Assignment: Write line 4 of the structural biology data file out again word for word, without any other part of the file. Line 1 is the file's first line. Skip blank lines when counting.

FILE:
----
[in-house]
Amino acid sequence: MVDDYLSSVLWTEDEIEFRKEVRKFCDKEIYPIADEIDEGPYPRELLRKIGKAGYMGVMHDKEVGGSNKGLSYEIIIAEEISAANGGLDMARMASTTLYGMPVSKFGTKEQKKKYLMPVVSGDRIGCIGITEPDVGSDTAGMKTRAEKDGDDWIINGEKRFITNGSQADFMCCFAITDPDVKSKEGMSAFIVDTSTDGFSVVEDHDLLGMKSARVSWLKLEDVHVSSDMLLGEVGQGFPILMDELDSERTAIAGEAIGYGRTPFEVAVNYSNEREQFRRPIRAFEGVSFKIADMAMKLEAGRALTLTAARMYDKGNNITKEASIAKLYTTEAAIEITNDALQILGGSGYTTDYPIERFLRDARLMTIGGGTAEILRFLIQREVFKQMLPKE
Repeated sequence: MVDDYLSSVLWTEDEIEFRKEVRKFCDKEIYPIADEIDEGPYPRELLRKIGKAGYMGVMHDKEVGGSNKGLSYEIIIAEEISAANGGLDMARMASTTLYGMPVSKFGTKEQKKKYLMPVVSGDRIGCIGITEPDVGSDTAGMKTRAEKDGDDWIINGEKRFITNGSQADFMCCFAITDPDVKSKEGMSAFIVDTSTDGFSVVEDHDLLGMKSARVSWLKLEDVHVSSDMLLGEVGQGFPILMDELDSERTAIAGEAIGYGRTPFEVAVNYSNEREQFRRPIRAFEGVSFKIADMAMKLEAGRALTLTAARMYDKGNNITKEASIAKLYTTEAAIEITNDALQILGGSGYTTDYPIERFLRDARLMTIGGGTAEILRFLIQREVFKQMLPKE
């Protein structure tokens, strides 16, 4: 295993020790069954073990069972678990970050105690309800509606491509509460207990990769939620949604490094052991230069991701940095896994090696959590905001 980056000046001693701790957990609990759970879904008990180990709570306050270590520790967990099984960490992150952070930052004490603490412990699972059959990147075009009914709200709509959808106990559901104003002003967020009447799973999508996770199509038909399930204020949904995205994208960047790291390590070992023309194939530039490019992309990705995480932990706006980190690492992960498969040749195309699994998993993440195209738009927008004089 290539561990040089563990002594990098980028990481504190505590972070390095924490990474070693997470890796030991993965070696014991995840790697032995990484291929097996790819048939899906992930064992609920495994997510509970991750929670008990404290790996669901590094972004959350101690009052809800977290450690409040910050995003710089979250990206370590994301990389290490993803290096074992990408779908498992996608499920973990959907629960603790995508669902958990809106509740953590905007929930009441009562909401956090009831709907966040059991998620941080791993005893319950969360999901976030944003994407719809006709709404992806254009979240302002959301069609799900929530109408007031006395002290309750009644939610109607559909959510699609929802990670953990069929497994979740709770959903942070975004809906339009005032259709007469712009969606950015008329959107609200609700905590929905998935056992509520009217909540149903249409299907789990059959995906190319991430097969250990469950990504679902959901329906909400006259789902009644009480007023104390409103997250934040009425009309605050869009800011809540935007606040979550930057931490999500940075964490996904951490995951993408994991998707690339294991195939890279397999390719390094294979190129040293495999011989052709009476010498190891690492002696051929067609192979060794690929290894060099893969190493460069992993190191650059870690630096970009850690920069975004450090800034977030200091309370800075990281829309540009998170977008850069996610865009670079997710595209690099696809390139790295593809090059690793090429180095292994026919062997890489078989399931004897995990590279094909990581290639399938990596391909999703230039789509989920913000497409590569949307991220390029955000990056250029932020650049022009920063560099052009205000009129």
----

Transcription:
């Protein structure tokens, strides 16, 4: 295993020790069954073990069972678990970050105690309800509606491509509460207990990769939620949604490094052991230069991701940095896994090696959590905001 980056000046001693701790957990609990759970879904008990180990709570306050270590520790967990099984960490992150952070930052004490603490412990699972059959990147075009009914709200709509959808106990559901104003002003967020009447799973999508996770199509038909399930204020949904995205994208960047790291390590070992023309194939530039490019992309990705995480932990706006980190690492992960498969040749195309699994998993993440195209738009927008004089 290539561990040089563990002594990098980028990481504190505590972070390095924490990474070693997470890796030991993965070696014991995840790697032995990484291929097996790819048939899906992930064992609920495994997510509970991750929670008990404290790996669901590094972004959350101690009052809800977290450690409040910050995003710089979250990206370590994301990389290490993803290096074992990408779908498992996608499920973990959907629960603790995508669902958990809106509740953590905007929930009441009562909401956090009831709907966040059991998620941080791993005893319950969360999901976030944003994407719809006709709404992806254009979240302002959301069609799900929530109408007031006395002290309750009644939610109607559909959510699609929802990670953990069929497994979740709770959903942070975004809906339009005032259709007469712009969606950015008329959107609200609700905590929905998935056992509520009217909540149903249409299907789990059959995906190319991430097969250990469950990504679902959901329906909400006259789902009644009480007023104390409103997250934040009425009309605050869009800011809540935007606040979550930057931490999500940075964490996904951490995951993408994991998707690339294991195939890279397999390719390094294979190129040293495999011989052709009476010498190891690492002696051929067609192979060794690929290894060099893969190493460069992993190191650059870690630096970009850690920069975004450090800034977030200091309370800075990281829309540009998170977008850069996610865009670079997710595209690099696809390139790295593809090059690793090429180095292994026919062997890489078989399931004897995990590279094909990581290639399938990596391909999703230039789509989920913000497409590569949307991220390029955000990056250029932020650049022009920063560099052009205000009129």